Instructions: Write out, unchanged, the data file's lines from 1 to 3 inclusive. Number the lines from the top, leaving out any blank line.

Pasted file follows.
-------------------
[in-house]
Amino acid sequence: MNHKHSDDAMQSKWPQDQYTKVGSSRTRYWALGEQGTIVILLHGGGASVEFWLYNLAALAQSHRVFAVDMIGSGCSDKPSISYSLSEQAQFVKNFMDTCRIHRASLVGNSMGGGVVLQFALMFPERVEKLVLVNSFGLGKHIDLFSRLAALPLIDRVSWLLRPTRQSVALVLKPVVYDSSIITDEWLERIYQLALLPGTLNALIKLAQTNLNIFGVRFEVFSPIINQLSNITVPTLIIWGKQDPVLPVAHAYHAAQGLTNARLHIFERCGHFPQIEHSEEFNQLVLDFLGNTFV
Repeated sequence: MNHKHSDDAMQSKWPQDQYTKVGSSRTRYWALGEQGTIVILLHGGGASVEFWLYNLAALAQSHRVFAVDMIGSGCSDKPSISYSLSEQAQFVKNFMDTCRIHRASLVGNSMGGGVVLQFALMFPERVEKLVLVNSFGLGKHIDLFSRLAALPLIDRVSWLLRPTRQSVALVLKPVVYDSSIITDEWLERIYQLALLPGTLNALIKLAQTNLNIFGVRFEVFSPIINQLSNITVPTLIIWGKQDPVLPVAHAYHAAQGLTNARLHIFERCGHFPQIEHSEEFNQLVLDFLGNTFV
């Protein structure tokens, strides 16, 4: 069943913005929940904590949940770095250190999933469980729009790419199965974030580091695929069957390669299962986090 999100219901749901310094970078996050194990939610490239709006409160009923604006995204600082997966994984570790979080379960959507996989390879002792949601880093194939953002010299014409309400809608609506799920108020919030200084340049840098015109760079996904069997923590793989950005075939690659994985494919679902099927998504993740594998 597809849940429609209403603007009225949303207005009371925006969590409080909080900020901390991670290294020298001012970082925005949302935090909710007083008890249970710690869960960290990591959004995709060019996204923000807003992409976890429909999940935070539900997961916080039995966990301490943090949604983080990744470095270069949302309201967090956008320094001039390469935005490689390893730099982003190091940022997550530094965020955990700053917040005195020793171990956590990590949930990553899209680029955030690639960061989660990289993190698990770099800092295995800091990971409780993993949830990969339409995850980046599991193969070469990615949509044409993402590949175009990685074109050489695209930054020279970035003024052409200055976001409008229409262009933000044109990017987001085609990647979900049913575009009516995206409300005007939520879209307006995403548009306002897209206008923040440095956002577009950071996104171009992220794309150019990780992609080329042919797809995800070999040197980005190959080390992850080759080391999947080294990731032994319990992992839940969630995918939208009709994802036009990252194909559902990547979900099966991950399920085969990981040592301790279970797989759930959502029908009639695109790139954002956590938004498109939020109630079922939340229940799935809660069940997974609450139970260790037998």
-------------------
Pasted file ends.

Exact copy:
[in-house]
Amino acid sequence: MNHKHSDDAMQSKWPQDQYTKVGSSRTRYWALGEQGTIVILLHGGGASVEFWLYNLAALAQSHRVFAVDMIGSGCSDKPSISYSLSEQAQFVKNFMDTCRIHRASLVGNSMGGGVVLQFALMFPERVEKLVLVNSFGLGKHIDLFSRLAALPLIDRVSWLLRPTRQSVALVLKPVVYDSSIITDEWLERIYQLALLPGTLNALIKLAQTNLNIFGVRFEVFSPIINQLSNITVPTLIIWGKQDPVLPVAHAYHAAQGLTNARLHIFERCGHFPQIEHSEEFNQLVLDFLGNTFV
Repeated sequence: MNHKHSDDAMQSKWPQDQYTKVGSSRTRYWALGEQGTIVILLHGGGASVEFWLYNLAALAQSHRVFAVDMIGSGCSDKPSISYSLSEQAQFVKNFMDTCRIHRASLVGNSMGGGVVLQFALMFPERVEKLVLVNSFGLGKHIDLFSRLAALPLIDRVSWLLRPTRQSVALVLKPVVYDSSIITDEWLERIYQLALLPGTLNALIKLAQTNLNIFGVRFEVFSPIINQLSNITVPTLIIWGKQDPVLPVAHAYHAAQGLTNARLHIFERCGHFPQIEHSEEFNQLVLDFLGNTFV